* in a heating vent, no worries!

Focus on Flexibility

This semester the information literacy course that I’m teaching started off in our main library classroom. It’s a fairly typical instructional space with rows of desks topped with computers, an instructor computer at the front, and a couple of projection screens. It’s a nice room – we got 30 new, faster student computers over the summer, internet connectivity is solid, and we have some nifty classroom management software that allows us to push out content to the student machines as well as project content from student machines onto the big screen.

About midway through the semester my class moved into a new workshop space in the library. This room is smaller – we can only fit about 16 students – and has an instructor computer, a lockable laptop cart, and a smartboard on one wall. I absolutely adore this room! Instead of long, hardwired rows of desks we have round tables that seat 4 students each, which makes group work so much easier. The space is so flexible – we can use the computers when we need them, but when we don’t they can be tucked away in the cart (rather than tempting students with Facebook). I do miss the classroom management software, and sometimes the wifi is a bit dodgy, but this room is about as close to my ideal instructional setting as I’ve ever had.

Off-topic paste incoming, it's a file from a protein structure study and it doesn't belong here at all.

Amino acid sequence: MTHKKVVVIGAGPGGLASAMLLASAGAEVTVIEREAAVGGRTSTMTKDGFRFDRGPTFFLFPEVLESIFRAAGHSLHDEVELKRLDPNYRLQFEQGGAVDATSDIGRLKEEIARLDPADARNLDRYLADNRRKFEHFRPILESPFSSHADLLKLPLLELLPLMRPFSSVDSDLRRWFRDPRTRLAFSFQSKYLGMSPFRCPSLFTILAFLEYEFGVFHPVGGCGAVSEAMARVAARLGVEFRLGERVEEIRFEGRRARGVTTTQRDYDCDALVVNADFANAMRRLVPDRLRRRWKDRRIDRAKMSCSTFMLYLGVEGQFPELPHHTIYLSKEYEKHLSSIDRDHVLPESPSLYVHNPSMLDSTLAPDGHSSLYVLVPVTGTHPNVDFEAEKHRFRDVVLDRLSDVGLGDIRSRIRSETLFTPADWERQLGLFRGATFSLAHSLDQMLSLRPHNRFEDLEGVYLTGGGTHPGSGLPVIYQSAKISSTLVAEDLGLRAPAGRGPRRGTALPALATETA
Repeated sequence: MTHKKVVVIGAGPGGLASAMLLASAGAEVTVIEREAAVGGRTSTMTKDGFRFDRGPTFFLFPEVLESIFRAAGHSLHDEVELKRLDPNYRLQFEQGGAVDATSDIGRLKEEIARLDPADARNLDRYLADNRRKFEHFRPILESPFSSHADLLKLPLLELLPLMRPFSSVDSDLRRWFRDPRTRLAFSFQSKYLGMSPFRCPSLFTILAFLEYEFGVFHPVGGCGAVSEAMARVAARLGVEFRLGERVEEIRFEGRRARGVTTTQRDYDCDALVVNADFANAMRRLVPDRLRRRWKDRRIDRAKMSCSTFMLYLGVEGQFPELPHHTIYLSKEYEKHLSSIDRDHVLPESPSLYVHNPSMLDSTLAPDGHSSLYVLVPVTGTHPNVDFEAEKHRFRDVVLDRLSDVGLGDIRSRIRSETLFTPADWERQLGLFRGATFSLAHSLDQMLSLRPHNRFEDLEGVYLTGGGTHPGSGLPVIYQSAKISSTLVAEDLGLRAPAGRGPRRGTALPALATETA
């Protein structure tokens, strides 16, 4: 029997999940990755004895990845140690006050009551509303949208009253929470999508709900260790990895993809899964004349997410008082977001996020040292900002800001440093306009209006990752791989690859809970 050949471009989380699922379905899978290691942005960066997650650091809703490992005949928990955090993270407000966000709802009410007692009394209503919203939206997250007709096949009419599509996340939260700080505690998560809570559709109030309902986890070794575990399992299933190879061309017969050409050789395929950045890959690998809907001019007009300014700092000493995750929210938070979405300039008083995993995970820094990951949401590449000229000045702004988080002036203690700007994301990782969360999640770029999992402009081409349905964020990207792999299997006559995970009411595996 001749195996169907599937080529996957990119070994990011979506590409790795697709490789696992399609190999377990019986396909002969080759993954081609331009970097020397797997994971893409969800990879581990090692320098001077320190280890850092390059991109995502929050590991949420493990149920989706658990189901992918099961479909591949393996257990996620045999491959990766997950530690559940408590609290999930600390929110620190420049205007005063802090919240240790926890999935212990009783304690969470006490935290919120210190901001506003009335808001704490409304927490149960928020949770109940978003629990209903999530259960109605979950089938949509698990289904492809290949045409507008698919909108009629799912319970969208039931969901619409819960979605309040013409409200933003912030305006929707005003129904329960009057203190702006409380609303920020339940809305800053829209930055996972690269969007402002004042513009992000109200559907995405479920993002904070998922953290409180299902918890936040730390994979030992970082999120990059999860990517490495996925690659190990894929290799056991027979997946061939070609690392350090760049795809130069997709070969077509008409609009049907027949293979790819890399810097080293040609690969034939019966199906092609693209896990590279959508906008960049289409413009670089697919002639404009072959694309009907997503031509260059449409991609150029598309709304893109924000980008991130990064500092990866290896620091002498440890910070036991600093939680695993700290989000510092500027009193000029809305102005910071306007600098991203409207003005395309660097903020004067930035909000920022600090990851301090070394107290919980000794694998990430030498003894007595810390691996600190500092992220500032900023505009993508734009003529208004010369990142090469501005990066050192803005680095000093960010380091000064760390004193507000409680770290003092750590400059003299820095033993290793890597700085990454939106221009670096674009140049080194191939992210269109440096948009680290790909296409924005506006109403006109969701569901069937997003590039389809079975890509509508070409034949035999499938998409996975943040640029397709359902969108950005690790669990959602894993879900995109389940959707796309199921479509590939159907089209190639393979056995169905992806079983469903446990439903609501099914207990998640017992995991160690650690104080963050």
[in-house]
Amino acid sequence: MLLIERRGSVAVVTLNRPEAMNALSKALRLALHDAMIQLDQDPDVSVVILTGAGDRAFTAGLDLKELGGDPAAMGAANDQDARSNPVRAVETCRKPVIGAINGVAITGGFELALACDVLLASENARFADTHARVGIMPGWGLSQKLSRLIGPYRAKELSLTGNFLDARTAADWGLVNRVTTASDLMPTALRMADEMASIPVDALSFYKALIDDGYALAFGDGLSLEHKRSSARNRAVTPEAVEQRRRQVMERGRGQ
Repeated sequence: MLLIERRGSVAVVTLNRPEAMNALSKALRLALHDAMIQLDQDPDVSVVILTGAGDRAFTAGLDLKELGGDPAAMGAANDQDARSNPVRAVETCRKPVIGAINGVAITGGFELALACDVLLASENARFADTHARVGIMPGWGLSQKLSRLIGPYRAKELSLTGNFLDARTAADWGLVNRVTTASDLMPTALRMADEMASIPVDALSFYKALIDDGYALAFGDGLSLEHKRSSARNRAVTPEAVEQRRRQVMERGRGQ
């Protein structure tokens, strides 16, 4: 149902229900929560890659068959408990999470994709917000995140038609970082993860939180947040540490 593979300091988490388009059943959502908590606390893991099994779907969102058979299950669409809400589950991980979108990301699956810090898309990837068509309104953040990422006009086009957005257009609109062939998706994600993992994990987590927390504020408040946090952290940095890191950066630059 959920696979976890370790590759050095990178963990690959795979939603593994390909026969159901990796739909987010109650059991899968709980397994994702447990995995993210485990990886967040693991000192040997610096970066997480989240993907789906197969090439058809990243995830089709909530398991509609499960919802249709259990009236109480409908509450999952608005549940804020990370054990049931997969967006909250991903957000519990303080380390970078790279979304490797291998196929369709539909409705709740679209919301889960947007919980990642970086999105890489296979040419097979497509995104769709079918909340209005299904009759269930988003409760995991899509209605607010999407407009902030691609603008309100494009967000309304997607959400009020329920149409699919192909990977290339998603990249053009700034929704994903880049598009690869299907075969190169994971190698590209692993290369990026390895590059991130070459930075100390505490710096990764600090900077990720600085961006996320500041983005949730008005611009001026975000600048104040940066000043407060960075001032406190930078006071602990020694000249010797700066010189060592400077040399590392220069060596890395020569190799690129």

This midsemester venue change has me thinking about flexibility: of design, of space, of our library facilities. Like many colleges our enrollment is up and we definitely feel it in the library. Sometimes it seems like we are bursting at the seams, especially as finals week looms ever closer. How can we get the most out of the space we have?